Bluesdoodles listens to music recorded and live from across the genres. Bluesdoodles reviews all albums received with an open-mind and will always look for the elements that make the music stand out from the crowd!. The albums we award 10 doodle paws too, for us have a special connection, and acknowledge like all reviewers our scoring is subjective. Between 1st April and 30th June 2016 Bluesdoodles reviewed 33 albums that reflect the depth and breadth of music being recorded in studios around the world. Remember albums not included on the lists are still excellent; definitely worth listening to and purchasing especially go see music live at venues near you support music and the artists who travel the roads so we can hear music full of passion and the special ingredient of a live performance.
This is the second quarter of 2016 and all of these will be in with a shout for the Bluesdoodles Dozen of 2016.
BD: Big thank you for taking time out of your busy life to chat with Bluesdoodles. CR: Thank you for taking an interest it will be fun talking about music and stuff. BD: What were your first musical influences growing up in Vancouver? CR: Laughing, My Girl, from The Temptations, it was how the song is sung at the end had a big effect on me as did all the Motown sound. I was obsessed so was in a 1960’s cover girl group. Other major influences were the songs of Grease and American Graffetti. Then there was the early rock n roll which I have always loved like Chuck Berry.
BD: Tell us a little bit about the band No Sinner and how you work with the other members and the making of Old Habits Die Hard which has a different sound from Boo Hoo Hoo. CR: This album [Old Habits Die Hard] was written with the full band it was a band enterprise, very different from making Boo Hoo Hoo (Laughing). With Boo Hoo Hoo the material was basically written and fixed in place before the group had been created. So the exciting part of Old Habits Die Hard, is that it has an organic feel. It was created with lots of input from many rather than from my own personal life. The music came about in different ways, on our latest album sometimes evolving from a jam, sometimes the lyrics created the melody. Or we had a great melody and the lyrics came out of the tune.
The band is a new line-up the problems after Boo Hoo Hoo have faded and we are excited about the music we have produced together. This album connects with us all. Keys from Nathan Shubert add an extra dimension that wasn’t present on Boo Hoo Hoo. This album is more grown up and rounded.
BD: Old Habits Die Hard is a fantastic follow-up album to Boo Hoo Hoo Bluesdoodles loves it. Tell us about working with Executive Producer Ben Kaplan. CR: Everyone says the second album is difficult. This is so different it is like starting over again. Boo Hoo Hoo all that material was there two years ago it was what we did. Ben Kaplan looked at the pile of stuff that had accumulated over the time we have been thinking about the album. Ben, then organized it and made sense out of the material. This gives that album shape and a finished album that has a purpose. All the rest of the process was the bands, it is in reality self-produced it is truly a band project. We engineered it and I did all the executive decision making. Ben Kaplan’s role was and outsider casting organizational ear over the project.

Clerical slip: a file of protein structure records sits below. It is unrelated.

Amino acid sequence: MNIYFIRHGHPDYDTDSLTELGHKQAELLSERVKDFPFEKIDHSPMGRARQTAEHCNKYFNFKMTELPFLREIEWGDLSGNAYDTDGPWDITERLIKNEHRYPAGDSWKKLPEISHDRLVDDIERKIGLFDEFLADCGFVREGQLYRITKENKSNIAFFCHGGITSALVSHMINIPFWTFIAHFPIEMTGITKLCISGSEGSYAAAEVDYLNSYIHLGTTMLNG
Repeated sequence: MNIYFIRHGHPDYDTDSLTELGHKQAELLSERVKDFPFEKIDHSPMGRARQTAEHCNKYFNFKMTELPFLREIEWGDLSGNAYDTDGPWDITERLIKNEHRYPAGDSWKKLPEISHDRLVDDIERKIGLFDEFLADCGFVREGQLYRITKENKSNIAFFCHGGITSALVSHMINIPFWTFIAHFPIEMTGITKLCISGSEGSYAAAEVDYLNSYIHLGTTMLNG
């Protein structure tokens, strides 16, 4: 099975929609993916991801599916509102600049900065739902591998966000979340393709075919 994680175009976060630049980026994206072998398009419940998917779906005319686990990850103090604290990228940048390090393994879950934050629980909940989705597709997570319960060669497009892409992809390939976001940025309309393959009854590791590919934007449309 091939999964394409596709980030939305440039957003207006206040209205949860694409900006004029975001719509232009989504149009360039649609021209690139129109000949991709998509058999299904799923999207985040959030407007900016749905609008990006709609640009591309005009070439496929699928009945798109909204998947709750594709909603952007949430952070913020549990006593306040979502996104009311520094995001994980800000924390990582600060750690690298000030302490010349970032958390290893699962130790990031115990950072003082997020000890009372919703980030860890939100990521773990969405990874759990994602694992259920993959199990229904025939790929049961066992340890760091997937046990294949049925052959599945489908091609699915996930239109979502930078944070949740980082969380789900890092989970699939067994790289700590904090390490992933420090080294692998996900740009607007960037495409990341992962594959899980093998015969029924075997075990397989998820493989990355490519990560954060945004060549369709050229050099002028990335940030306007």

BD: AS a singer with a powerful voice how do you ensure that it is rested and stays in top form? CR: Nothing special, older I get the harder to recover and easier to lose your voice, I do try to use warm up exercises, the real strain is smoking, and talking about the music afterwards with fans. I love that part but does put further strain on the vocal chords (laughing loudly)
BD: Do the tracks have personal meaning and have you a favourite Track? CR: Hollow, or Let Slip they are both great songs. Love songs mean different things to different people and depending on their experiences they are relatable.
BD: I have always been interested in the lyrics of a song. Where do you get your inspiration for your songwriting? CR: Lyrics are the centre of songwriting for me. Life, the crazy nature. Experiences on the road. Things that happen, relationships and people. Lyrics form, it is always (laughing) a bit crazy.
BD: Tell us a bit about being a woman in the 21st century music scene, misogyny and the constant comparisons to women of the past including Etta James and Janis Joplin? CR: Well, Janis people go to the most obvious there are not as many women in the pool to choose from as it is smaller. Feminism I see that as a sexist term, it is what is set in equal rights. It is all fucked up and not equal, I am anti separate catergories. The important factor is how men and women are treated and react to each other. As a woman you get privileges that men do not and other occasions it is vice-versa. I get treated as someone in the bands girlfriend and the reaction when they realise I am the leader of the band is priceless. (chuckling away at the memories).